When I drive down King street and I admire our ever changing downtown core, there is one facade that has left me curious for quite some time: The Lyric Theatre at 434 King St W.
The Lyric was a versatile multidisciplinary performance space with great local history, captained by the highly qualified and quietly charismatic owner/operator/educator/artist Patrick Brennan. It was a well-loved space by both local and visiting artists. I must admit I'm biased, as I had the opportunity to work both on and off stage at the Lyric and loved the space.
However, it became obvious that the beautiful old building was going to need some serious TLC and on July 19, 2013 the Lyric closed her doors for repairs. Originally intended to be a short closure of weeks or months, she has now been hibernating for more than 3 years.
Nonetheless I can't forget the Lyric. Every time I pass by I wonder “what is happening in there?” I think about the Tivoli Theatre and the Century Theatre and I cross my fingers and I make a little wish: “please let those boarded up windows be a chrysalis not a coffin”.
Well, spring is coming and the Lyric is about to wake from her long hibernation. I had the opportunity to touch base with Brennan and he had exactly the news I was wishing for. Apparently lots of changes have taken place behind those boards and even more exciting changes are yet to come.
Brennan tells me that after The Lyric closed her doors and the extent of needed repairs was determined, there was pressure from the city to either repair or demolish. Luckily, disaster was averted and Brennan was able to find a funder for $500,000 worth of repairs and improvements. So far, The Lyric has received no public funding.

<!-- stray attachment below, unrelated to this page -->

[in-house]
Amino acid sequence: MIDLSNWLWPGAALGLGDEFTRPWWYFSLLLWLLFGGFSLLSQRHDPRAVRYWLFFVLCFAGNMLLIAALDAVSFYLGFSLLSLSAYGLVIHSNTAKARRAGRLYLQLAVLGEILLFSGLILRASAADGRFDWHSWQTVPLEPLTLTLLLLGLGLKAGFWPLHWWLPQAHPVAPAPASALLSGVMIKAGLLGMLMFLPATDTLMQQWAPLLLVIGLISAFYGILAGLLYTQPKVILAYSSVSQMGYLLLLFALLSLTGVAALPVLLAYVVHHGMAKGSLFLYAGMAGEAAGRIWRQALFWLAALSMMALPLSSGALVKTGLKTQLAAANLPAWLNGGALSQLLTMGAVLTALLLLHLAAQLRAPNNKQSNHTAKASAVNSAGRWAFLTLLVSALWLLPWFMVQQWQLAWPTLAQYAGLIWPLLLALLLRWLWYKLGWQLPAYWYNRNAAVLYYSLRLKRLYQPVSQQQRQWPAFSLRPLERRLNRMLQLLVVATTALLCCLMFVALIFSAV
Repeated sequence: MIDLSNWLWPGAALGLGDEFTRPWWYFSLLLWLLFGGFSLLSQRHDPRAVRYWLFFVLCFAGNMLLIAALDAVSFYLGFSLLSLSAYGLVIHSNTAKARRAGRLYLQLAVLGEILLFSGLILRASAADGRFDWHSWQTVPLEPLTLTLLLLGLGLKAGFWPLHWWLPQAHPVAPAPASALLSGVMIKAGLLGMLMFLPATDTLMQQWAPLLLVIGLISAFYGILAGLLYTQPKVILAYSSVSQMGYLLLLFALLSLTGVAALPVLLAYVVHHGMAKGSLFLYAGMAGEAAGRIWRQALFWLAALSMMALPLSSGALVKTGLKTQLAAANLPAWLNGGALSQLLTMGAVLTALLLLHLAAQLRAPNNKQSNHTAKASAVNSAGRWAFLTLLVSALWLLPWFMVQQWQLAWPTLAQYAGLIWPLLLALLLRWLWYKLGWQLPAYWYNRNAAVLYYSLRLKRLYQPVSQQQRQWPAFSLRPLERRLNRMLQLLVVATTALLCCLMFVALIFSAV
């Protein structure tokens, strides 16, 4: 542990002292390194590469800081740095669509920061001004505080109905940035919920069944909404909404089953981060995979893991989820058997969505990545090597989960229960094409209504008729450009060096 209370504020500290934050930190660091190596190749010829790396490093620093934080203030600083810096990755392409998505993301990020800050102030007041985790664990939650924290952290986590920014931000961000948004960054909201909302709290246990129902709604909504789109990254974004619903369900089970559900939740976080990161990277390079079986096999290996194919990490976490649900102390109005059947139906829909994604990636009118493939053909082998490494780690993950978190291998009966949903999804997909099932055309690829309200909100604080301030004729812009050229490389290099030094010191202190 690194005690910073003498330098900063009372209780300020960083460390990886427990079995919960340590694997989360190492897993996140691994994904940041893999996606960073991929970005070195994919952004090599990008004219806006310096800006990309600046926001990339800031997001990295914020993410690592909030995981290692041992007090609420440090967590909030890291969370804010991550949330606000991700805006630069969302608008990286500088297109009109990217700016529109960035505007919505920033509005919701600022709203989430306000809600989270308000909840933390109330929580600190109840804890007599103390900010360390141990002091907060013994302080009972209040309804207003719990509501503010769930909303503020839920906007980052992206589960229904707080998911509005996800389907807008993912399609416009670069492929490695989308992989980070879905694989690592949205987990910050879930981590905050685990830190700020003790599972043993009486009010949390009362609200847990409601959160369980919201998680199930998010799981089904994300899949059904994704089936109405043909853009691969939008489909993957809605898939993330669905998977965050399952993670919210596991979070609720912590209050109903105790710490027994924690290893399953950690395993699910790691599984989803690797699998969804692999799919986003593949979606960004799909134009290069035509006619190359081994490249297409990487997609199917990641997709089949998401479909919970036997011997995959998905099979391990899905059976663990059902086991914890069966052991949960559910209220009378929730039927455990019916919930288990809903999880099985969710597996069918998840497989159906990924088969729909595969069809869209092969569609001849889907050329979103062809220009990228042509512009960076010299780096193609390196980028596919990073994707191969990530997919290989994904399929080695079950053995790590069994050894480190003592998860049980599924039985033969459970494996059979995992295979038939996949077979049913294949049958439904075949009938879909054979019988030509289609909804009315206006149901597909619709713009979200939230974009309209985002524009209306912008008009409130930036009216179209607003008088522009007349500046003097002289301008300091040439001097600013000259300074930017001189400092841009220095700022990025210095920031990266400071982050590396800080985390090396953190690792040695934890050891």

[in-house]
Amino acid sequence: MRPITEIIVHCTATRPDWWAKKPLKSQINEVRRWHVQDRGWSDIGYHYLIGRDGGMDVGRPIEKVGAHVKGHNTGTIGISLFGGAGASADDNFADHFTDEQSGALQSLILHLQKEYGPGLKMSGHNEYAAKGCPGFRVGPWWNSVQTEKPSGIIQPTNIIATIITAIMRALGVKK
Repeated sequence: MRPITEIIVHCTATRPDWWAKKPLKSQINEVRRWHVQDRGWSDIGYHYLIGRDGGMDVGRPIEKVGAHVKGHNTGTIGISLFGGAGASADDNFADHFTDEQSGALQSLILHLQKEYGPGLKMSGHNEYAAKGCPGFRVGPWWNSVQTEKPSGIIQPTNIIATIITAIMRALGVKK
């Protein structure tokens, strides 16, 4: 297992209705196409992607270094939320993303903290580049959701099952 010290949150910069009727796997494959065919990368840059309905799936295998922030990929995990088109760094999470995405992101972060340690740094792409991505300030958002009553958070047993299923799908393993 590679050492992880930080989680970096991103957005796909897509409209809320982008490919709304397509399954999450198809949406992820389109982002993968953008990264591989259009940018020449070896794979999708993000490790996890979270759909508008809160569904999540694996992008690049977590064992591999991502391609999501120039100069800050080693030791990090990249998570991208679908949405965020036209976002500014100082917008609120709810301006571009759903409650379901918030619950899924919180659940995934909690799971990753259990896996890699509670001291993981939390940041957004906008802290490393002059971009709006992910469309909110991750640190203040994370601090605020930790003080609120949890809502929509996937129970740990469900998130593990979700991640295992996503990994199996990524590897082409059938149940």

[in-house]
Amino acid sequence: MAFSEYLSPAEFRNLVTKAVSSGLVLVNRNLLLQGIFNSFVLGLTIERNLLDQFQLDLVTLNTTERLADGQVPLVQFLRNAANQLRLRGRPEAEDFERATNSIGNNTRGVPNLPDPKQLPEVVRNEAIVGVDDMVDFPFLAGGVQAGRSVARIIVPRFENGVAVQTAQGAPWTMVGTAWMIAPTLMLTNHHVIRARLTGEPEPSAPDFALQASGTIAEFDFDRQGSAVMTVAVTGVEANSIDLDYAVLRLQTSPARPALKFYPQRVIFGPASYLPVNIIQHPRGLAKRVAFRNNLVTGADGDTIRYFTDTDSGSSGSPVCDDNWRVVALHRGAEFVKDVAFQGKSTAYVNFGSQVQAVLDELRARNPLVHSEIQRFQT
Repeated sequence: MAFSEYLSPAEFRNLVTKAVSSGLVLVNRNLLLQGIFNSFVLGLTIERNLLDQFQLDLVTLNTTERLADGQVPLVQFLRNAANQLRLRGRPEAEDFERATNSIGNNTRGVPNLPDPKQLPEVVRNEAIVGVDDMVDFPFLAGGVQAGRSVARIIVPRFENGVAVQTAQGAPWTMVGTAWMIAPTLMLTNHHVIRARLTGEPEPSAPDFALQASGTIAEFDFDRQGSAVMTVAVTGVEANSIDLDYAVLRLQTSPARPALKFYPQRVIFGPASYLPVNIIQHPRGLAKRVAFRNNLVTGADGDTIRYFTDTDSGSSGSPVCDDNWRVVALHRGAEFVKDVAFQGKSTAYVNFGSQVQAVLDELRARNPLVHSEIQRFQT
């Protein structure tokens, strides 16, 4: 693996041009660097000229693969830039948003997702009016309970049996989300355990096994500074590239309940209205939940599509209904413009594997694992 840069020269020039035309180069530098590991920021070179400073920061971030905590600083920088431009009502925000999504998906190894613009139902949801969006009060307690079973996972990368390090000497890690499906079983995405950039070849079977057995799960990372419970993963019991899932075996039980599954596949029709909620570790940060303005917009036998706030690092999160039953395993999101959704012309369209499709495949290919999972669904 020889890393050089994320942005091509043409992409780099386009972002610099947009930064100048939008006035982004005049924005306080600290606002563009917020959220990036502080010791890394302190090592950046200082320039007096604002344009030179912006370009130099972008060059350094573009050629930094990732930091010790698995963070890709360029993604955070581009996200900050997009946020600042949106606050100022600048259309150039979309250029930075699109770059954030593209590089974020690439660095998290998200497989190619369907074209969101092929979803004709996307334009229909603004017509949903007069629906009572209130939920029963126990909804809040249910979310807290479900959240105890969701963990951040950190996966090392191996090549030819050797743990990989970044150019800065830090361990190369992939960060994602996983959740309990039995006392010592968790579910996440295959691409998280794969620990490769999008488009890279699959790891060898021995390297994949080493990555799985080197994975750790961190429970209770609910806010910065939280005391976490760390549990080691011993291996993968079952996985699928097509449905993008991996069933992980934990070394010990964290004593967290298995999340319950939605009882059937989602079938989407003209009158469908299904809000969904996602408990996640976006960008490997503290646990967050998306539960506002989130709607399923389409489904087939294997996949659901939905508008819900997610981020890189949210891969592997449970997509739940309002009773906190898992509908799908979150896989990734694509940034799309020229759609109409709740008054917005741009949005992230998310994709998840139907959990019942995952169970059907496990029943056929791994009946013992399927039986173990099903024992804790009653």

I must admit by this point in our conversation I got pretty excited—Brennan had even more good news. Changes a patron or artist can expect to find in this restored space include: a new roof over the whole building, masonry repairs, interior gutted and repaired throughout, a new second floor studio space, redesigned bar/lobby space, a 3500 square foot dance floor, and new lighting and sound systems. If that extensive list isn't enough to get you excited, the icing on the cake is that the beautiful marquee will be restored to look like the 1920's original from the theatre's days as a cinema. Brennan expects all work to be complete late spring 2017.
The theatre will still have the flexibility of seating and performance area that allows it to be a black box one night and a stand-up venue the next. Brennan defines it as an “interdisciplinary experimental space with projection and new lighting and sound”. I could feel his continued passion for the space as he further characterized it. “Imagine dancing to your favourite band one week, then seeing a physical theatre production the following week, then signing up for a training workshop with a leading international company in the winter. Oh, and maybe you would join that really big yoga class, too.”
I just might do all those things. A new roof, a new dance floor, but the same passion for the arts and education that I remember. That is a theatre wish come true.